Before Bangkok was founded, Ayutthaya reined as the Kingdom’s capital city for over four hundred years between the 14th and 18th centuries. Ongoing war with the Burmese put an end to what was then considered one of the most beautiful and cosmopolitan cities in the world but ruins of the city’s many temples can be visited on an easy day trip from Bangkok. In fact, Ayutthaya is one of the most popular day trips from Bangkok, and it's a great way to escape the city's crowds and noise.
What to Expect:
Ayutthaya's main attractions are a handful of temple ruins in the Ayutthaya National Historical Park spread out over a few square miles in an area of the old city. The national park is surrounded on three sides by a bend in the river and has been generally well-preserved against development. The modern city of Ayutthaya, across the river, doesn't offer much for tourists.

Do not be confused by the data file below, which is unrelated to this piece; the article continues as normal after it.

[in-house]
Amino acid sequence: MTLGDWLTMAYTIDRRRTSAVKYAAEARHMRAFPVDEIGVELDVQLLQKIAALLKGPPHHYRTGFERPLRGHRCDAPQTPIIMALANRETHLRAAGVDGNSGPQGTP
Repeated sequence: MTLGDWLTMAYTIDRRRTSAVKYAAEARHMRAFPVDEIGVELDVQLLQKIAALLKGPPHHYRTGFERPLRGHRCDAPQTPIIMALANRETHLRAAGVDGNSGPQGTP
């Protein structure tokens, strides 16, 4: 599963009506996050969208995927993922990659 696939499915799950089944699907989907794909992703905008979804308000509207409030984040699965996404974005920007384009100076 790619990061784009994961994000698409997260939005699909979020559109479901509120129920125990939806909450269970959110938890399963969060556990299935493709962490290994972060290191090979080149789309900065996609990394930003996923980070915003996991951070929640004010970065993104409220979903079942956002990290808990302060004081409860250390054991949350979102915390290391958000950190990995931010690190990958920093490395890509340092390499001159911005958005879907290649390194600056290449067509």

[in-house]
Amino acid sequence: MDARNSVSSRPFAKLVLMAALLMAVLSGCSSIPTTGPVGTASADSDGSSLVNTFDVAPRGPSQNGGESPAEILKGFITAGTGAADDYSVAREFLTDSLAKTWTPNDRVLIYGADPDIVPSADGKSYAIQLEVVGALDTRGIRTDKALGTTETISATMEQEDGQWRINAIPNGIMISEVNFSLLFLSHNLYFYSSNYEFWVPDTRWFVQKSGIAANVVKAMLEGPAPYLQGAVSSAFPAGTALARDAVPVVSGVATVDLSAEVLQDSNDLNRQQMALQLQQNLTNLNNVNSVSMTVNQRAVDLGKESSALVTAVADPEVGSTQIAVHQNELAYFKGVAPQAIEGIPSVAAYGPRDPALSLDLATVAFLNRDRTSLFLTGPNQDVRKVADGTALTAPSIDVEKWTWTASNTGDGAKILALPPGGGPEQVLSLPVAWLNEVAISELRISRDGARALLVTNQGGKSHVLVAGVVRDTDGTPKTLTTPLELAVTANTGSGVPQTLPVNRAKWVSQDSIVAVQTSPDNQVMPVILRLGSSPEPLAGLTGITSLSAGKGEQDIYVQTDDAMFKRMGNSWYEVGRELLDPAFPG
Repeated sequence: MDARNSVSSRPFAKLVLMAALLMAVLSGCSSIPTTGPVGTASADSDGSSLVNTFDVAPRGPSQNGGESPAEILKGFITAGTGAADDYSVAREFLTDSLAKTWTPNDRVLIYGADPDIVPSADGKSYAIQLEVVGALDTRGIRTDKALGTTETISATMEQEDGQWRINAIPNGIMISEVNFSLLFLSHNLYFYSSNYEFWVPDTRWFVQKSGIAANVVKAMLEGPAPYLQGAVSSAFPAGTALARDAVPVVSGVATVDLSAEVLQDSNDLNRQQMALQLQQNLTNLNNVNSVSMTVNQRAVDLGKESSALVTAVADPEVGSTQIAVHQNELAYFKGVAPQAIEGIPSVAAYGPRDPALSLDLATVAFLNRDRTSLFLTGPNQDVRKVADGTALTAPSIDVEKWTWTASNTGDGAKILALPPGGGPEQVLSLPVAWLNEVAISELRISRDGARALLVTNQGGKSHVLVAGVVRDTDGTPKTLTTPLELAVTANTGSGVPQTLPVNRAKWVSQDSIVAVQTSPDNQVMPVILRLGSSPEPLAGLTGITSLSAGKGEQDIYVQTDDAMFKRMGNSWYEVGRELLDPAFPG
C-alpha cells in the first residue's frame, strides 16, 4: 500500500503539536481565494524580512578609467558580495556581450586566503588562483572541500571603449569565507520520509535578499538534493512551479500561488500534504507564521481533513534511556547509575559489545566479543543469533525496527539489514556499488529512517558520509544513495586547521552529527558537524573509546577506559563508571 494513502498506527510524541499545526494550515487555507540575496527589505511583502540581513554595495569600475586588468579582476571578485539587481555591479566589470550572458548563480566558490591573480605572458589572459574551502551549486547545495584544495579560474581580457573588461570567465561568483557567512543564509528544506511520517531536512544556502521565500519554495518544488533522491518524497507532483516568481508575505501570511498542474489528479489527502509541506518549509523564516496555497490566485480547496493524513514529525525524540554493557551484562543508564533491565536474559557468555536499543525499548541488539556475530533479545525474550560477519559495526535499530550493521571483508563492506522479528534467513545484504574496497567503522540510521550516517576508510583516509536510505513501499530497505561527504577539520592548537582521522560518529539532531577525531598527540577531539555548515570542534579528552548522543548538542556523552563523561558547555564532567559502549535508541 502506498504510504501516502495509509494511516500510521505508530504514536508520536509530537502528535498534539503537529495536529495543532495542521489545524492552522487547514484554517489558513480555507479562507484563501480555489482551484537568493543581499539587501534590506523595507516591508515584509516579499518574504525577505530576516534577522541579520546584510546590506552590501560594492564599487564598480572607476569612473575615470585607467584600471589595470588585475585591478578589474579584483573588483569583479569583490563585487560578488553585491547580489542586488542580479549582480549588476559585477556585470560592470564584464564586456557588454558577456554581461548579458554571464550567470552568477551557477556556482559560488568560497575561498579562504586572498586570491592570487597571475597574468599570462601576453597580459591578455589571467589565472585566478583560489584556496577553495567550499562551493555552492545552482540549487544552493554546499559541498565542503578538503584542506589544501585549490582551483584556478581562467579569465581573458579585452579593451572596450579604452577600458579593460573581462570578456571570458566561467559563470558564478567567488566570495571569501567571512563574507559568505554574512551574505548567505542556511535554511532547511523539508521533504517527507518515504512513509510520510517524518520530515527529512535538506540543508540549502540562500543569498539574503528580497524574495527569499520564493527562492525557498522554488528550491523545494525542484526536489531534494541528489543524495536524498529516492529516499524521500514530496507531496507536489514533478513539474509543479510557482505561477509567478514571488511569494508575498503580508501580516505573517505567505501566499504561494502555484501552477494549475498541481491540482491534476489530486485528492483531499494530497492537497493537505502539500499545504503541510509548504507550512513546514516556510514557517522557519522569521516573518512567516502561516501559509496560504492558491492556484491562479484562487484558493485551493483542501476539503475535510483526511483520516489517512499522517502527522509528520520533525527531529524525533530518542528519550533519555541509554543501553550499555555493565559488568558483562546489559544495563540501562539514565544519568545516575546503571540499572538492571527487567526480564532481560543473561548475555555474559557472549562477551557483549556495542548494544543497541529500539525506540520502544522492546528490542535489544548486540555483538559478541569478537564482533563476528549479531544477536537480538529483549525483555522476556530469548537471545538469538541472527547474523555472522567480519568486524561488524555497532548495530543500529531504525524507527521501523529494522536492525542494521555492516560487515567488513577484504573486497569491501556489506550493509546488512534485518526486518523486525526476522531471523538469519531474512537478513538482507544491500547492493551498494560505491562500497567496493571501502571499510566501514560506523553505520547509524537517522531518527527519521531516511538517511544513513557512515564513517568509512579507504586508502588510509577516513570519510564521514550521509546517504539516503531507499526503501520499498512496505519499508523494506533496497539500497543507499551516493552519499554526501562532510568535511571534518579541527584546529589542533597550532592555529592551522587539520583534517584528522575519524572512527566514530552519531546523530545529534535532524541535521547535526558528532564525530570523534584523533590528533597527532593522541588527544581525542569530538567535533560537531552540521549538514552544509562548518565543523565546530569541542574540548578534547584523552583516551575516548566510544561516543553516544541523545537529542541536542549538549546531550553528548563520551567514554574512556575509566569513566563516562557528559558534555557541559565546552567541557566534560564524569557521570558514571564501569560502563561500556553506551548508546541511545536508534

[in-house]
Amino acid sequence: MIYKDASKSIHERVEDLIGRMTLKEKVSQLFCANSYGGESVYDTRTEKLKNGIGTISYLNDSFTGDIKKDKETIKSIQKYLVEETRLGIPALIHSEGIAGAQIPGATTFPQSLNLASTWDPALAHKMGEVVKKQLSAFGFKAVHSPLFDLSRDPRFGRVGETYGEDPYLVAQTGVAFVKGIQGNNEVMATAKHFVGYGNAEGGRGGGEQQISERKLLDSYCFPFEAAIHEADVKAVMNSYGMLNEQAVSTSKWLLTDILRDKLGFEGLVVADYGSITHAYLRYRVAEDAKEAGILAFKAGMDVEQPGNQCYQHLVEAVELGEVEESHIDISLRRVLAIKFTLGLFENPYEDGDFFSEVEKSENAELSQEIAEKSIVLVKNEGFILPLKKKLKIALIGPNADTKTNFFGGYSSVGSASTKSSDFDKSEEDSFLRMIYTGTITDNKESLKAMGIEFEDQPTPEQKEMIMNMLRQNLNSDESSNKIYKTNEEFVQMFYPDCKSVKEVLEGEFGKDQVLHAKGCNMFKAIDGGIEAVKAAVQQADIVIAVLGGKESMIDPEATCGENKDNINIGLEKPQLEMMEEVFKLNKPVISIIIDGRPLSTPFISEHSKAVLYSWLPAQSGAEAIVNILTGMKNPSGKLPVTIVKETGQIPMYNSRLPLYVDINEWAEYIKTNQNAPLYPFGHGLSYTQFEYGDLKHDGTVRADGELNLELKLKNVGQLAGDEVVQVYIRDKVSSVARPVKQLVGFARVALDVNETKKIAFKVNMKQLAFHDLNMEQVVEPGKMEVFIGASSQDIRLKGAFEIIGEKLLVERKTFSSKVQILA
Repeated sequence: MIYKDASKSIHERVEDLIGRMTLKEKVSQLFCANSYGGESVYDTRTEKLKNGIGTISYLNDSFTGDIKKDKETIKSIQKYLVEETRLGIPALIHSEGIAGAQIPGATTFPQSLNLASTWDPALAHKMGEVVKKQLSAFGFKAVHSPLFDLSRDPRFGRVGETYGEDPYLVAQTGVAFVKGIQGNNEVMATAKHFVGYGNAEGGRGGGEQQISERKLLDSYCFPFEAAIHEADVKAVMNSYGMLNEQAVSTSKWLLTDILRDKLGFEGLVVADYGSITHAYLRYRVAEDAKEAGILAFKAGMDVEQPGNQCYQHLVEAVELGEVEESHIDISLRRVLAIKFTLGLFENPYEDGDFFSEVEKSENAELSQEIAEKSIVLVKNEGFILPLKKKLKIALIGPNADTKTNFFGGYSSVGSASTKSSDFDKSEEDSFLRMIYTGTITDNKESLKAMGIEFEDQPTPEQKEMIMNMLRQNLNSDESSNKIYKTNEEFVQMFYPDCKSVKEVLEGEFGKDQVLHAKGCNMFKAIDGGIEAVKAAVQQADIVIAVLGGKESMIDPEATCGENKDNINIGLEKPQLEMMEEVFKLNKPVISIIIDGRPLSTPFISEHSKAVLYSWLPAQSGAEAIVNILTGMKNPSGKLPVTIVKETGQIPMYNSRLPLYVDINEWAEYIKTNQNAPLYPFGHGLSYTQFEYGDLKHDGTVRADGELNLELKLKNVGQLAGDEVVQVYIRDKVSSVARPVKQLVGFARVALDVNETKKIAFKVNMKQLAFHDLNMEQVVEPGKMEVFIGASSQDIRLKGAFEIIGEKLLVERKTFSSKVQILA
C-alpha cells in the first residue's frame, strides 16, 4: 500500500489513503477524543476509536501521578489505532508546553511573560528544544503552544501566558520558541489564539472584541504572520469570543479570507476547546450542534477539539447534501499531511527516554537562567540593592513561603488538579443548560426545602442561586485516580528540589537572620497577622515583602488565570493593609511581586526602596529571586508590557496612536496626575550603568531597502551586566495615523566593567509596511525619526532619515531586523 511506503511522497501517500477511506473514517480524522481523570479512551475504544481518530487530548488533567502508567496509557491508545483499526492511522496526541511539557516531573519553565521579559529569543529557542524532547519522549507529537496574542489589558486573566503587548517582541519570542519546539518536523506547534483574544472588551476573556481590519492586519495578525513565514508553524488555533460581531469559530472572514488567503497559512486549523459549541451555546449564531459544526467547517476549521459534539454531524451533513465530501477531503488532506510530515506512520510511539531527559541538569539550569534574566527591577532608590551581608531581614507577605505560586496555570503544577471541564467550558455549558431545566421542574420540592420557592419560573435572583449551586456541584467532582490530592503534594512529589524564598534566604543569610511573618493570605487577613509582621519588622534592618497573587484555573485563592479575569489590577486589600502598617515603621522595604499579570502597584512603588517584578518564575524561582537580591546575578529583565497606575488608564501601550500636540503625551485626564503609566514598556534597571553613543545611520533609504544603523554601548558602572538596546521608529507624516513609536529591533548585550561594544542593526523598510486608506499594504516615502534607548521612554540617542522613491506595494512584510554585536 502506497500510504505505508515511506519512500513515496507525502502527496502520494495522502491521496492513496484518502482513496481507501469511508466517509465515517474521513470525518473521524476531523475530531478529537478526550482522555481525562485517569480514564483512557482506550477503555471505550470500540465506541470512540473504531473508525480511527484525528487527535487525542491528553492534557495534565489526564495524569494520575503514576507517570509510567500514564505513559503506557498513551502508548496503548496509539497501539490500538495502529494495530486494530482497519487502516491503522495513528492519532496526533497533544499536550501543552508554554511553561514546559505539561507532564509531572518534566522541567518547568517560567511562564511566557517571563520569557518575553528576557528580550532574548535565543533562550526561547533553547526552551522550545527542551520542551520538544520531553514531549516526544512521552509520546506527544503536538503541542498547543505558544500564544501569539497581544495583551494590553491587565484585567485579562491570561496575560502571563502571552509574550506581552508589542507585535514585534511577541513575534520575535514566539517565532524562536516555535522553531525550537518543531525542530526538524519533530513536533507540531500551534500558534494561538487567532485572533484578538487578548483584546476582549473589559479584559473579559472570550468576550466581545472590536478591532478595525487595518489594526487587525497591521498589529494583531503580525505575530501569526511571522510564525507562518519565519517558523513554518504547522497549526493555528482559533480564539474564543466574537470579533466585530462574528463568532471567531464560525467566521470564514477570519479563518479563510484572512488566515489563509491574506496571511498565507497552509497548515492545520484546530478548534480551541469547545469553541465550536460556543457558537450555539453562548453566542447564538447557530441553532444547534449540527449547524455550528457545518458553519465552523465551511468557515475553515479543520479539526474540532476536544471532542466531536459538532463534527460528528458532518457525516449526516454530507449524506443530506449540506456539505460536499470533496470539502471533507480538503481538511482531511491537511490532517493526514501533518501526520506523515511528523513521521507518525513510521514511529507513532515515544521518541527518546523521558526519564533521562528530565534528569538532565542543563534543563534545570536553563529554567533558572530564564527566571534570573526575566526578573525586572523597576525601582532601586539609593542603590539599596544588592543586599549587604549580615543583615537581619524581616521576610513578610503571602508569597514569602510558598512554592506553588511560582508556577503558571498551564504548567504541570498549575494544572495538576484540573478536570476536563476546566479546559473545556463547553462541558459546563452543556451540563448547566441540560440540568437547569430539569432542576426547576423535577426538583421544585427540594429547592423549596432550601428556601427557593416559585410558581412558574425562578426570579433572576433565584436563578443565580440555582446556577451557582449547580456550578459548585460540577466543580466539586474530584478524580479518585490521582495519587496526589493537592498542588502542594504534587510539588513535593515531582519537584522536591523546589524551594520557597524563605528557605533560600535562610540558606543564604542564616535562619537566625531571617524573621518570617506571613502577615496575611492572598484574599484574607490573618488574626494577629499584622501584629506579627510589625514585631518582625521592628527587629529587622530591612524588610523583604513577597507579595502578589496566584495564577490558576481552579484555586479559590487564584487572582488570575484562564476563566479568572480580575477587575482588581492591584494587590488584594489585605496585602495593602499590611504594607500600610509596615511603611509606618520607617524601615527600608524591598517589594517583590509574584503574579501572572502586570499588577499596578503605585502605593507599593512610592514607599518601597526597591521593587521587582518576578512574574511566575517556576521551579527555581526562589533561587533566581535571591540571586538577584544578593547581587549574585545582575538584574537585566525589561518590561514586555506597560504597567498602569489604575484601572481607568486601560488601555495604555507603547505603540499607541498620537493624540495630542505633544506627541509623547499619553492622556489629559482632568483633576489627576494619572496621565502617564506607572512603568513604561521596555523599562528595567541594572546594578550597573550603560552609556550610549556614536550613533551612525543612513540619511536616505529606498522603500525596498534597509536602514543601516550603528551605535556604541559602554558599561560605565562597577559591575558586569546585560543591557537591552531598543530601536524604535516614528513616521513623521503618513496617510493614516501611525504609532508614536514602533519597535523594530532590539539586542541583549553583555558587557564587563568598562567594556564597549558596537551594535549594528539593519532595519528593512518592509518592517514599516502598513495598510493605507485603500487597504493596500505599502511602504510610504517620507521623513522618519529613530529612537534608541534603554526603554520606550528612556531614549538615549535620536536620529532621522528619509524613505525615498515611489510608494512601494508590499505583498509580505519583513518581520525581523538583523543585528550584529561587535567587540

Where to Stay:
Most people visit Ayutthaya on a day trip from Bangkok but there are about a dozen hotels and guest houses in the area. Accommodations in Ayutthaya tend to be in the low to mid-range and there are no standout properties yet.
Getting to Ayutthaya:
By bus: There are numerous daily government-run and private buses from Bangkok's Northern Bus Terminal (2 hours).
By train: You can also take a train from Bangkok's Hua Lumpong Station to Ayutthaya. Trains take about two hours and are inexpensive, fun and comfortable. There are currently four trains that arrive in Ayutthaya before noon but check the State Railway of Thailand schedule before making plans.
Getting Around Ayutthaya:
The historical park is just a little too big to comfortably explore on foot. The easiest option, for those comfortable on two wheels, is by bicycle, and there are plenty of places to rent bicycles around Ayutthaya's old city. It's also possible to hire either a taxi (if you want air conditioning!) or a tuk tuk to take you from site to site.